"We're at the comet," Rosetta's flight operations manager, Sylvain Lodiot, declared in a webcast from mission control in Darmstadt, Germany.
It is the first time that a spacecraft has ever gone into orbit around a comet, a wanderer of the Solar System whose primeval dust and ice could hold insights into how the planets formed.
In November, a robot scientific lab called Philae will be sent down to the surface to make the first-ever landing on a comet.
Rosetta's rendezvous with Comet 67P/Churyumov-Gerasimenko was confirmed at 0929 GMT, at a distance of 400 million km from Earth, according to signals received at ground stations.
ESA Director General Jean-Jacques Dordain hailed the achievement, the fruit of 20 years' work to design, build and launch the three-tonne spacecraft and steer it to its target.
"It makes 2014 the year of Rosetta," he said.
"Rosetta is a unique mission, unique by its scientific goal," Dordain said. "Understanding our origins is certainly the best way to understand our future."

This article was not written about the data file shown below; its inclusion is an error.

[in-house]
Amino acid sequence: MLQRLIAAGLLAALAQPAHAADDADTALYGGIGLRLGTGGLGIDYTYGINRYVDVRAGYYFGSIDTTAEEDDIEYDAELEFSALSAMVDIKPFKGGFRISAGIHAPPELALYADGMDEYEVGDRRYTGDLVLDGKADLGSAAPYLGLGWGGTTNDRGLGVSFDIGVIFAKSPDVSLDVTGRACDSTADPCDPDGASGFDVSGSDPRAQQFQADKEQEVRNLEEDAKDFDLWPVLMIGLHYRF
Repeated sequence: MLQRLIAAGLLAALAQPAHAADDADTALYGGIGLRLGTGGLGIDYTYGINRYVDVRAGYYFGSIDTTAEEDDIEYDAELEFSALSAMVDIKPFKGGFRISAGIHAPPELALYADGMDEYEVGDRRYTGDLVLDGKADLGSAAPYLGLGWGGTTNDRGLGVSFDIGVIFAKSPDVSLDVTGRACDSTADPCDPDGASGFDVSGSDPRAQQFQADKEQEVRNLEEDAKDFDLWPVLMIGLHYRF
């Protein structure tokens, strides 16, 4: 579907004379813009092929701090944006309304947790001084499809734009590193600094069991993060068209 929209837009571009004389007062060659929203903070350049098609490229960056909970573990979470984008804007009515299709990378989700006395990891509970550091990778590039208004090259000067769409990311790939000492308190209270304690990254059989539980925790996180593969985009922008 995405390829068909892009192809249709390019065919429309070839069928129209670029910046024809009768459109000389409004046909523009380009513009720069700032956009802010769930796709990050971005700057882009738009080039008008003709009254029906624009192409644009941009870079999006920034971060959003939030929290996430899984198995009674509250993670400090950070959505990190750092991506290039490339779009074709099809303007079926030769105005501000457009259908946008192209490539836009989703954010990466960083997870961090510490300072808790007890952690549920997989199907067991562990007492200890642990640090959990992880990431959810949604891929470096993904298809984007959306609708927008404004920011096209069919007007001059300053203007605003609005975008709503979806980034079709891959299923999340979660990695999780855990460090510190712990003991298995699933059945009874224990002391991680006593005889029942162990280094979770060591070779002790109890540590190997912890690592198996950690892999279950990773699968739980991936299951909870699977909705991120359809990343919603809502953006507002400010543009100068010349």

Launched in March 2004, the craft had to make four flybys of Mars and Earth, using their gravitational force as a slingshot to build up speed to catch up with its prey.
It entered a 31-month hibernation as light from the distant Sun became too weak for its solar panels. That period ended in January with a wake-up call sent from Earth.
It then began a complex series of manoeuvres to slow down to walking speed with the comet. The final one was a small firing of thrusters, lasting just six minutes and 26 seconds, from 0900 GMT, it said.
"This burn will tip Rosetta into the first leg of a series of three-legged triangular paths about the comet," ESA said.
The signals confirming the start and stop of the crucial final operation were received by ground monitoring stations 22 minutes later.
The "pyramidal" orbits will put the craft at a height of about 100 kilometres (60 miles) above the comet, said Lodiot. Each leg of the triangle will be around 100 kilometres and take Rosetta between three and four days to complete.
Comets are believed by astrophysicists to be ancient ice and dust left from the building of the Solar System around 4.6 billion years ago. This cosmic rubble is the oldest, least touched material in our stellar neighbourhood.